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Straight To The Core

Core samples are taken from a planet’s surface to provide information about the past.

Australian Curriculum links

  • Science > Earth and Space Sciences > Year 4 > ACSSU075
  • Science > Earth and Space Sciences > Year 8 > ACSSU153

You'll need

  • A packet of “Celebrations” or similar variety pack of chocolates
  • Clear plastic straws
  • Knife
  • Hot water
  • Ruler

Try this

  1. Pick a chocolate piece from the selection and unwrap it. Don’t eat it yet!
  2. Slowly and steadily “’drill” your clear plastic straw into the chocolate. You may need to warm the straw in some hot water to help it pass through.
  3. Remove the straw and analyse the core sample, recording the thickness of each layer, its colour and texture. Are there any repeated layers?
  4. Use the knife to cut the chocolate in two, so the layers can be viewed more easily. Did your initial observation match what you see now?

Further investigation

Take a sample of each of the chocolate varieties in the packet. These are the known samples. With students working in pairs, have them take a core sample and hand it to their partner. The partner should then try and identify this unknown sample using the known samples. Scientists use known samples to help them identify unknowns in many situations

Is one core sample indicative of the whole chocolate? Try sampling in different spots along the small bar. Do the cores look different? Do you think this would happen when taking cores from earth or other materials?

Using different materials

Chocolates may not work for all classrooms, so here are some different suggestions. You may want to use a larger sampling tool, like an apple corer, for some of these:

  • Try baking some different coloured cakes (chocolate, vanilla, red velvet), slice them into thin layers and core these lovely layer cakes. You may want to use a
  • Try stacking flat sheets of different coloured plasticine
  • Try different types of soils. Pick up a few samples from different areas and layer them on top of each other
  • Try creating your own ice layers by freezing water over a few days. Make a layer of water, freeze it, add another layer or water, freeze it and repeat until you have a series of layers. Take a core sample using a warmed apple corer.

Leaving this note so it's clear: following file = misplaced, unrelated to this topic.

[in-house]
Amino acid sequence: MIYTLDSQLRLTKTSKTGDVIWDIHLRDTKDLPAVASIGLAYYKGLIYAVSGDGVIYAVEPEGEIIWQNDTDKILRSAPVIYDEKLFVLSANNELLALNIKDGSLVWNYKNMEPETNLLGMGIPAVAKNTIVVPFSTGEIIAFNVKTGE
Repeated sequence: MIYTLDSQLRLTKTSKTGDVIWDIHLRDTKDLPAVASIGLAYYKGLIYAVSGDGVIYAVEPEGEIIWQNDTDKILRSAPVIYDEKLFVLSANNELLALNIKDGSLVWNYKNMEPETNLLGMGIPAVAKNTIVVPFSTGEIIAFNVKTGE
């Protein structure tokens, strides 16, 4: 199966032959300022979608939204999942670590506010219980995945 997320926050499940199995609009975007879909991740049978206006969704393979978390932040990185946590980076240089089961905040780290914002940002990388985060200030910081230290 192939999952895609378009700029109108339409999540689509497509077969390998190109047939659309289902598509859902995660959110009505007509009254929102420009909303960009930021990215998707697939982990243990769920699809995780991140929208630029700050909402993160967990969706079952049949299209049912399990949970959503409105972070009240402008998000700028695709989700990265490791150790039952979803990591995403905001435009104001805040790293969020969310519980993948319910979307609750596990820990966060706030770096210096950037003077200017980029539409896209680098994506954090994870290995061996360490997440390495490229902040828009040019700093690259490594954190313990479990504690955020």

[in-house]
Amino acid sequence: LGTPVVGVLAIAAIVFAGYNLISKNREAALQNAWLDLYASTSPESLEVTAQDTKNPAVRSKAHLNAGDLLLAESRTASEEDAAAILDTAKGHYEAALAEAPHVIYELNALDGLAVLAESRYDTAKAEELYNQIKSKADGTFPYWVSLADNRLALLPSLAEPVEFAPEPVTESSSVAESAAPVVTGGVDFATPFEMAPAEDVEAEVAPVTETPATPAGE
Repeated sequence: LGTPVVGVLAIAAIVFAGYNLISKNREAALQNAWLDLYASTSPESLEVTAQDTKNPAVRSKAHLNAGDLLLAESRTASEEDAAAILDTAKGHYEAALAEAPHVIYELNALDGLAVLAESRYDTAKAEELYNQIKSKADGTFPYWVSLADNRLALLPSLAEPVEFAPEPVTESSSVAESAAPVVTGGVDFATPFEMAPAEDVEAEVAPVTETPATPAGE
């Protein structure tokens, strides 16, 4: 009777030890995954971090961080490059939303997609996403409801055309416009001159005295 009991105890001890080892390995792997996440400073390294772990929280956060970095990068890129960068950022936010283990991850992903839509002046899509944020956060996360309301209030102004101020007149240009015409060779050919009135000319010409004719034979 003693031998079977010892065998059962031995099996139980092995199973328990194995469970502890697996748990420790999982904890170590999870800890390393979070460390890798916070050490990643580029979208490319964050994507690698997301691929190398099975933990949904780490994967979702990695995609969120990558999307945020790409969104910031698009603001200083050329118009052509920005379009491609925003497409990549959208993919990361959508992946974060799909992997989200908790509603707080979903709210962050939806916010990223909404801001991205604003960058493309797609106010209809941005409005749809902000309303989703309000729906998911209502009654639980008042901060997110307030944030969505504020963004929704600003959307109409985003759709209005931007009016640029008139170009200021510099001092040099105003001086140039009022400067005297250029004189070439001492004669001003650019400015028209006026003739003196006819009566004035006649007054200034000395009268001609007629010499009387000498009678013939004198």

What’s happening?

Core samples are a cylindrical section of natural substance, taken from the surface of an area using a special drill. A core sample can show the location of useful products (coal or oil); when ice ages, tsunamis and earthquakes occurred; the type of animals that lived in the past or what gas levels were like thousands of years ago. The layers build up over time, with the most recent layers deposited on the surface.

Real world links

Coring started in mining and exploration as a way to sample ore deposits and for oil exploration. This has now developed into many different areas. Some examples of core samples used by scientists for research include:

  • Ice cores, which are regularly drilled from Antarctica or the arctic. In a real ice core there are thousands of bands – each one representing a summer and winter snow fall of previous years. Once an ice core is obtained, tiny air bubbles inside it examined, some of which have been trapped in the ice for hundreds of thousands of years. Ice cores from Antarctica show us that the amounts of carbon dioxide and methane currently in our atmosphere are the highest recorded in 650 000 years.
  • Soil cores, which are taken whenever someone needs to look at the properties and types of soil in an area. To make recommendations based on soil quality, engineers drill small-diameter boreholes into the ground to collect soil samples. Soil is removed from boreholes in long clear tubes called soil cores. Soil cores permit engineers to examine many feet of the below-ground soil profile. Engineers use the soil cores to characterize the soil profile using borehole logs. They also take soil samples and further analyze them for characteristics, quality, water content, and pollutant or pesticide contamination.